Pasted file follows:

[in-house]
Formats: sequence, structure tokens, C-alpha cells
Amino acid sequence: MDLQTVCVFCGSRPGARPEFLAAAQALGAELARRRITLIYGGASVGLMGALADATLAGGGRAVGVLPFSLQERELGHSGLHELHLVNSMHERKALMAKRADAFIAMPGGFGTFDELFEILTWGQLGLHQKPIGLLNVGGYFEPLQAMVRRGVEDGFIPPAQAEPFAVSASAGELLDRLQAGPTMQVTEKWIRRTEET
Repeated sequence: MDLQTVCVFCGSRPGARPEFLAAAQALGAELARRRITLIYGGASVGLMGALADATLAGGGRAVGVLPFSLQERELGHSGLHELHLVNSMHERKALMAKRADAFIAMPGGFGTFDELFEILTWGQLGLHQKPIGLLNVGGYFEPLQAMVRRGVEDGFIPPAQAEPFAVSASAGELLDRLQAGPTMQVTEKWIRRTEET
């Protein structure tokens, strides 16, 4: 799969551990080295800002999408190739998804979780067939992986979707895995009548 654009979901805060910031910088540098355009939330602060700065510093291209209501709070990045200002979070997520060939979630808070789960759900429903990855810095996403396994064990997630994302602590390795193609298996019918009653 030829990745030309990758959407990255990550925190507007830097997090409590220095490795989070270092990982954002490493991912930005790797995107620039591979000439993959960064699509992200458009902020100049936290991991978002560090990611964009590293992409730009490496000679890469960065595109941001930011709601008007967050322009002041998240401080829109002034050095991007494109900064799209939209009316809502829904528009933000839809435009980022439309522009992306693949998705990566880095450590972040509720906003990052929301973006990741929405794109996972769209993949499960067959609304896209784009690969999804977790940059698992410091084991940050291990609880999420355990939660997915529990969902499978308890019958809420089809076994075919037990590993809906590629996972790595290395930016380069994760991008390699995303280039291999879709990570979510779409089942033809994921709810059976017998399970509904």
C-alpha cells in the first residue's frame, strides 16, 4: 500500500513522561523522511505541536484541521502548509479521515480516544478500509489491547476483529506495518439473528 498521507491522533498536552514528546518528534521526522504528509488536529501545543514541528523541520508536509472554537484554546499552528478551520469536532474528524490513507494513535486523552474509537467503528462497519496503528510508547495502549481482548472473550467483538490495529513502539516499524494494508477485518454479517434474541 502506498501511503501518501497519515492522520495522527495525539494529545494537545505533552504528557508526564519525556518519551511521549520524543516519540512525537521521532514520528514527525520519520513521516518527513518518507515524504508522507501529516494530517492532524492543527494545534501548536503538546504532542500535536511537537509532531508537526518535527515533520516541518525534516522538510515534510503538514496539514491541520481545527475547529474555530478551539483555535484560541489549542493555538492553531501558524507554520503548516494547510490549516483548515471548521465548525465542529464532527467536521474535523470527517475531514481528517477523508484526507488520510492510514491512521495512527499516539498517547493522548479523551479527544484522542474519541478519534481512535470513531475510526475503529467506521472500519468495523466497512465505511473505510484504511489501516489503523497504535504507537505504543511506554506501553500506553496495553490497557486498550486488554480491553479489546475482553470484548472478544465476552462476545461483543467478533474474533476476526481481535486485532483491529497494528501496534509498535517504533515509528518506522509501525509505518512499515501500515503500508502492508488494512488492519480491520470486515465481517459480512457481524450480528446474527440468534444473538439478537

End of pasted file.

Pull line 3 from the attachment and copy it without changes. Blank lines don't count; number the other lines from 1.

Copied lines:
Amino acid sequence: MDLQTVCVFCGSRPGARPEFLAAAQALGAELARRRITLIYGGASVGLMGALADATLAGGGRAVGVLPFSLQERELGHSGLHELHLVNSMHERKALMAKRADAFIAMPGGFGTFDELFEILTWGQLGLHQKPIGLLNVGGYFEPLQAMVRRGVEDGFIPPAQAEPFAVSASAGELLDRLQAGPTMQVTEKWIRRTEET